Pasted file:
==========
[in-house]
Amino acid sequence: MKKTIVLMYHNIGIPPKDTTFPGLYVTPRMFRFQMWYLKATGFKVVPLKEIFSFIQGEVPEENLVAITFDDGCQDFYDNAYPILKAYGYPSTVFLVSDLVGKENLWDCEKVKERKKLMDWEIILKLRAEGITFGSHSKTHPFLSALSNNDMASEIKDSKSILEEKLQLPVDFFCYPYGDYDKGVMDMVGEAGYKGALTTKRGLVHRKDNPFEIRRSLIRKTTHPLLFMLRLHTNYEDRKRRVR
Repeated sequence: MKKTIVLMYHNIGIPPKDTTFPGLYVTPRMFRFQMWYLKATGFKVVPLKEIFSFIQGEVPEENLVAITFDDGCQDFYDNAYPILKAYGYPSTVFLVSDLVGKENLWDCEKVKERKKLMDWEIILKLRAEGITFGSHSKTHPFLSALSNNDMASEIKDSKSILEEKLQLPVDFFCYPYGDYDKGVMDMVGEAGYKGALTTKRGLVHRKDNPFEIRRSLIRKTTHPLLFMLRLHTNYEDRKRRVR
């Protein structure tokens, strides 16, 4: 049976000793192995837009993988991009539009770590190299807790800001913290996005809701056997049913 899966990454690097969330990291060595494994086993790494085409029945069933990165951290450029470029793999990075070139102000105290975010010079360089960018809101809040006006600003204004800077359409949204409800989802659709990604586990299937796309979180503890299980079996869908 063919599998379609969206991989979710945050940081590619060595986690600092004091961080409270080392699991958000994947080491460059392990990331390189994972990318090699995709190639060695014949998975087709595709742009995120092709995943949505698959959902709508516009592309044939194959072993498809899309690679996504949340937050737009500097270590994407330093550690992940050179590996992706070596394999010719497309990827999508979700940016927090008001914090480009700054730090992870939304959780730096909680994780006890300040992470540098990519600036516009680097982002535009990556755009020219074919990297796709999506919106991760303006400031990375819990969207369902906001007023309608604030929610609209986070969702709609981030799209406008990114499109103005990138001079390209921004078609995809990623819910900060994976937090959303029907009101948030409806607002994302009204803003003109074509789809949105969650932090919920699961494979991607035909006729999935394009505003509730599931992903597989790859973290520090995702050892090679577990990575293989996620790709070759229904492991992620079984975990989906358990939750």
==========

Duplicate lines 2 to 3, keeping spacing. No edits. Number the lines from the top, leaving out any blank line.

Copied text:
Amino acid sequence: MKKTIVLMYHNIGIPPKDTTFPGLYVTPRMFRFQMWYLKATGFKVVPLKEIFSFIQGEVPEENLVAITFDDGCQDFYDNAYPILKAYGYPSTVFLVSDLVGKENLWDCEKVKERKKLMDWEIILKLRAEGITFGSHSKTHPFLSALSNNDMASEIKDSKSILEEKLQLPVDFFCYPYGDYDKGVMDMVGEAGYKGALTTKRGLVHRKDNPFEIRRSLIRKTTHPLLFMLRLHTNYEDRKRRVR
Repeated sequence: MKKTIVLMYHNIGIPPKDTTFPGLYVTPRMFRFQMWYLKATGFKVVPLKEIFSFIQGEVPEENLVAITFDDGCQDFYDNAYPILKAYGYPSTVFLVSDLVGKENLWDCEKVKERKKLMDWEIILKLRAEGITFGSHSKTHPFLSALSNNDMASEIKDSKSILEEKLQLPVDFFCYPYGDYDKGVMDMVGEAGYKGALTTKRGLVHRKDNPFEIRRSLIRKTTHPLLFMLRLHTNYEDRKRRVR